- “Where there is no prophetic vision the people cast off restraint, but blessed is he who keeps the law” (ESV).
- “When there is no prophetic vision the people cast off restraint, but the one who keeps the law, blessed is he!” (NET)
- “When there is no prophecy, the people cast off restraint, but as for he who guards instruction, happiness is his” (LEB).
Even the Greek translation of the Tanakh does not allow for the manner in which they were attempting to use the term:
- “There shall be no interpreter to a sinful nation; but he that observes the law is blessed” (LXX).
Once, I had proved my case the only possible answer was to dismiss me altogether with the statement: “You’re just arguing semantics.” And then, the meeting moved on as if it never happened.
I have heard similar argumentation when people quote Hosea 4:6, “My people are destroyed for lack of knowledge…” (ESV). God says people are destroyed when they don’t seek for and embrace knowledge. As if this refers to any and all forms of knowledge.
Again, context helps us identify the meaning of the word “knowledge” even if we do not have a Hebrew dictionary. The second half of the verse shows that the knowledge that the people lack, which is the cause of their being destroyed, is they “have forgotten the law of your God” (Hos 4.6b). The reason is because they had teachers (i.e., priests and prophets) who failed to take God at His Word and give faithful instruction to His people. Which led to “cast[ing] off restraint” as the writer of the proverb above illustrated.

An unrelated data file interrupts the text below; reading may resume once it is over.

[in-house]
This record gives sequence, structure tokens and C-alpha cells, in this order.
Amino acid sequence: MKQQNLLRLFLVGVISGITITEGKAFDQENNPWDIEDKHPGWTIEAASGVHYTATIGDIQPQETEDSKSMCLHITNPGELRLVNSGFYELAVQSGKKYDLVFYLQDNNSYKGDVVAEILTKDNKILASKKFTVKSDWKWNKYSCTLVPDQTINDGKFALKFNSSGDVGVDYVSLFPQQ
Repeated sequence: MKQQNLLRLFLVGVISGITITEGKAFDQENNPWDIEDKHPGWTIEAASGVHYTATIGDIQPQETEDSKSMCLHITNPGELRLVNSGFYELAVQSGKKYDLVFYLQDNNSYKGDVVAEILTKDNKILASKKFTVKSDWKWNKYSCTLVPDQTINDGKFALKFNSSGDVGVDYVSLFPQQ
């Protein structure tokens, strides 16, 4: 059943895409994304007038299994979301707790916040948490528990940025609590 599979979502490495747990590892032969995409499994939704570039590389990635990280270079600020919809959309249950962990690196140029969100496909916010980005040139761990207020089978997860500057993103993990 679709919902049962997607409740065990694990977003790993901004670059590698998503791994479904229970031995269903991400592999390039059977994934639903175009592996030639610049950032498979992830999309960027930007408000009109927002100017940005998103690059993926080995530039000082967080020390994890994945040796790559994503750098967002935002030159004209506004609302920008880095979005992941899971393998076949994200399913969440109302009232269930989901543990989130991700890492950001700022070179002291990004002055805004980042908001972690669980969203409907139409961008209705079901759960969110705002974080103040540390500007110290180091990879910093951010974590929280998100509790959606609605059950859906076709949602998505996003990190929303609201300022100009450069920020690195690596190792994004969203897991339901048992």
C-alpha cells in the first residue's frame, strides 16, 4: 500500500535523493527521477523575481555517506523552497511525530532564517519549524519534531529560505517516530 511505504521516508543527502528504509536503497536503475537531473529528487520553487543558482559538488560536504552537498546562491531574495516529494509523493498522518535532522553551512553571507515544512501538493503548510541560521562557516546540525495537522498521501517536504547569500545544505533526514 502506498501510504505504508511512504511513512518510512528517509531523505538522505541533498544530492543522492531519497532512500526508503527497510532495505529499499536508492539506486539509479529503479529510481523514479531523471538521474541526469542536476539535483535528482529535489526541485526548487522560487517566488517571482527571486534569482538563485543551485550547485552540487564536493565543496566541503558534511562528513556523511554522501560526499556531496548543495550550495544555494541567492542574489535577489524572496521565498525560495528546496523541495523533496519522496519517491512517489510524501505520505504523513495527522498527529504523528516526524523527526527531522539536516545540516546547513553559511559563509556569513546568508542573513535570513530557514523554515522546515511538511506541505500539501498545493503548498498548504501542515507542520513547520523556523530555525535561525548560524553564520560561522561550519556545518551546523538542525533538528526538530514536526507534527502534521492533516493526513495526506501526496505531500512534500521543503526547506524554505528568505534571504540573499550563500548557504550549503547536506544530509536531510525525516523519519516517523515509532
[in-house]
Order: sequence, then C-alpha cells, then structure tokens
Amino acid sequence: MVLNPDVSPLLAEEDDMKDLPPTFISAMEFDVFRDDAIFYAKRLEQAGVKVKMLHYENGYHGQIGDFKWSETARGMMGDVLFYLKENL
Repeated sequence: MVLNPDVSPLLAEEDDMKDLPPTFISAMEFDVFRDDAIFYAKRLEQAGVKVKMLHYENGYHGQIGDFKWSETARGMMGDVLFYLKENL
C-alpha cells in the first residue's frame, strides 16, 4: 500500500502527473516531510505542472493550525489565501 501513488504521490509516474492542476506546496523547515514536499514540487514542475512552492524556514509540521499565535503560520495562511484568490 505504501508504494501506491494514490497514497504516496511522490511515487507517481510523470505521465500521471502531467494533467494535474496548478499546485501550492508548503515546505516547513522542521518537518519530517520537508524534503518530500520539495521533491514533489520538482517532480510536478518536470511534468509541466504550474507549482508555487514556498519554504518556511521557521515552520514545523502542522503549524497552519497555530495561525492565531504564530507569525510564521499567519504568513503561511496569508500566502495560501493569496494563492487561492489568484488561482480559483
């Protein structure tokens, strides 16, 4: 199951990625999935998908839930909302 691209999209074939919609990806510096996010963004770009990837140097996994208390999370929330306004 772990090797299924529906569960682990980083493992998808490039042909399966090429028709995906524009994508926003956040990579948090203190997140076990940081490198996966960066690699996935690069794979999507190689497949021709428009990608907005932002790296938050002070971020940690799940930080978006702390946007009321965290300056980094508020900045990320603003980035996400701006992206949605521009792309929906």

Aid or Hinderance…
Language and our use of it may be either a wonderful aid or a great hinderance to those whom we are speaking to. Fights ensue on theological grounds over the use of words and phrases. This war of words is not limited to what some might view as an ecclesiastical sphere, but takes place in our day-to-day life on a variety of issues. Being a political year, if we take the time to listen and weigh the words of those promoting their ideas, you will notice that the battle is one ideologically waged through the use of words.
Example regarding Politics…
Recently, I was listening (and watching) a conversation that Candace Owens had with fellow black leaders at some event (Clip from Revolt Summit; warning explicit language). Her conservative position was in the minority as could be seen with the panel of people she shared the stage with, as well as the response of the crowd. At one point she was asked what does Trump mean by “Make American Great Again,” “what’s he talking about?!? What era of American history is he referring to?!?”